The Supervisory Board of HHLA as a whole should cover all the areas of expertise necessary to perform its duties effectively. In line with the company’s business model, this specifically includes in-depth knowledge and experience in:

  • managing a large or medium-sized listed company which operates internationally;
  • the transport and logistics business, ideally in the port logistics and intermodal sectors, including the relevant markets and clients’ needs;
  • operations and technology, including IT systems, information technology and digitalisation;
  • the real estate business, specifically letting office space in the Hamburg area;
  • legal affairs, corporate governance and compliance;
  • management control and risk management;
  • the auditing of financial statements, and
  • accounting, including the application of accounting principles and internal control processes.

The Supervisory Board strives for a composition whereby at least one member is qualified to provide advice on each of the aspects listed above.

Independence and conflicts of interest

Given HHLA’s specific commercial situation and ownership structure, the Supervisory Board regards it as appropriate that more than half of the shareholder representatives – including the Chairman of the Supervisory Board, the Chairman of the Audit Committee and the Chairman of the Personnel Committee – are independent of the company and of the Executive Board. Furthermore, the Supervisory Board should include at least two members from the Group of shareholder representatives – including the Chairman of the Audit Committee – who are also independent from the controlling shareholder (cf. Recommendations C.6 to C.10 GCGC).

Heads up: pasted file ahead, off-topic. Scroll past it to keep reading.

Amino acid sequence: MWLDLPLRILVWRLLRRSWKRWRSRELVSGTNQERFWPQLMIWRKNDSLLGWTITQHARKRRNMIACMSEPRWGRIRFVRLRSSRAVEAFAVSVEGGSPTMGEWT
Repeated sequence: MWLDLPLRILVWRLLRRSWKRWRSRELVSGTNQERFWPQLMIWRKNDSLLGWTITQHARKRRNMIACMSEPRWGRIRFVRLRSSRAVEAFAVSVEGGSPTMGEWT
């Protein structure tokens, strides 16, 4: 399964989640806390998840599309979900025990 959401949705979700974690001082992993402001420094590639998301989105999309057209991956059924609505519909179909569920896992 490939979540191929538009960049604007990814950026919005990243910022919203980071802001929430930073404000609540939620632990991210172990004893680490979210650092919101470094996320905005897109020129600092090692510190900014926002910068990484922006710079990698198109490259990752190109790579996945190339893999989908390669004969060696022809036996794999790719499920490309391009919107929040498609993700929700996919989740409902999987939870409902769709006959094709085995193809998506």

To prevent potential conflicts of interest, no more than two former Executive Board members should sit on the Supervisory Board. Moreover, the Supervisory Board should not include anyone who holds a seat on an executive body or performs an advisory role at any organisation in direct competition with the company or who has personal relations with a direct competitor. If a member of the Supervisory Board has significant conflicts of interest that are not merely temporary, this should result in the termination of their mandate.